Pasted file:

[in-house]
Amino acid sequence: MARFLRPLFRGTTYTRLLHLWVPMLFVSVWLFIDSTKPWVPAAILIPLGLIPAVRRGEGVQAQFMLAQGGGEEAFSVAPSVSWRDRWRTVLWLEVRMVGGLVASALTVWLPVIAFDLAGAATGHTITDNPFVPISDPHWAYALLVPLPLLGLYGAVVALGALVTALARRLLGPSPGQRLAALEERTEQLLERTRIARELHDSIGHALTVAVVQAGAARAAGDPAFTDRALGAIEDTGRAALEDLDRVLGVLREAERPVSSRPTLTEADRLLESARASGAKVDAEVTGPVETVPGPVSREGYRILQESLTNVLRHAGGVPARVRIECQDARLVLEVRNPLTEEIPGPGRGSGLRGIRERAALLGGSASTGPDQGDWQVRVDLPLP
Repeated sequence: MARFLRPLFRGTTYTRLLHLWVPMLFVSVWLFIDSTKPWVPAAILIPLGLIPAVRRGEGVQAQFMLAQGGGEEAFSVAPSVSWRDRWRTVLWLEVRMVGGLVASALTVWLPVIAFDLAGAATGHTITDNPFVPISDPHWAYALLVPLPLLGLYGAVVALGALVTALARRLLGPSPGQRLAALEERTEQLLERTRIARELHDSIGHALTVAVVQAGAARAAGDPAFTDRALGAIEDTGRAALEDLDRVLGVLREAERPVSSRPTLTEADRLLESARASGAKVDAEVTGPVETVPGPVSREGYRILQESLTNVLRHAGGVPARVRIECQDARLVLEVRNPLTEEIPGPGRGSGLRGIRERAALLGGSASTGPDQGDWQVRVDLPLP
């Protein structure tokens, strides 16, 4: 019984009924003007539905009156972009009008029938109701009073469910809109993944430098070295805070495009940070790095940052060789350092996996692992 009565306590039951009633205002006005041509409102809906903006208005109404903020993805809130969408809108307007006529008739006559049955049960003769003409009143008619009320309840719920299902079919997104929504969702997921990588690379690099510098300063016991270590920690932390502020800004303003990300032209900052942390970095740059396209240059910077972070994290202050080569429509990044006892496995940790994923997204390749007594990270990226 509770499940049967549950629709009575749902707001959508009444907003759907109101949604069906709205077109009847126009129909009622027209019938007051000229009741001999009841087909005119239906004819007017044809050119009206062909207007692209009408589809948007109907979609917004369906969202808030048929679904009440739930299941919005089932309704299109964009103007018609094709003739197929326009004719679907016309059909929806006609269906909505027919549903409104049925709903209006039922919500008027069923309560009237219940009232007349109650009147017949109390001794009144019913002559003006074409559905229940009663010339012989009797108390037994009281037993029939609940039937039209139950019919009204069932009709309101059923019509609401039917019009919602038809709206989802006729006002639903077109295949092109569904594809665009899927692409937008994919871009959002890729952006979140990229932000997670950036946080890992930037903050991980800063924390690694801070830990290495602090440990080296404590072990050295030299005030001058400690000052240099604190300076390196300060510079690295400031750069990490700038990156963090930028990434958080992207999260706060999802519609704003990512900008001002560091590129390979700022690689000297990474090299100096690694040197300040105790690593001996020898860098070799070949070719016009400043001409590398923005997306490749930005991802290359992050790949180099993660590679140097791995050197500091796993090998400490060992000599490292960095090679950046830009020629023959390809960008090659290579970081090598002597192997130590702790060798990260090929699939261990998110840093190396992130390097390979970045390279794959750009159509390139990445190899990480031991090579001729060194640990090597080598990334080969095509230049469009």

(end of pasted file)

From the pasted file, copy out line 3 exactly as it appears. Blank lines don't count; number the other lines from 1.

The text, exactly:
Repeated sequence: MARFLRPLFRGTTYTRLLHLWVPMLFVSVWLFIDSTKPWVPAAILIPLGLIPAVRRGEGVQAQFMLAQGGGEEAFSVAPSVSWRDRWRTVLWLEVRMVGGLVASALTVWLPVIAFDLAGAATGHTITDNPFVPISDPHWAYALLVPLPLLGLYGAVVALGALVTALARRLLGPSPGQRLAALEERTEQLLERTRIARELHDSIGHALTVAVVQAGAARAAGDPAFTDRALGAIEDTGRAALEDLDRVLGVLREAERPVSSRPTLTEADRLLESARASGAKVDAEVTGPVETVPGPVSREGYRILQESLTNVLRHAGGVPARVRIECQDARLVLEVRNPLTEEIPGPGRGSGLRGIRERAALLGGSASTGPDQGDWQVRVDLPLP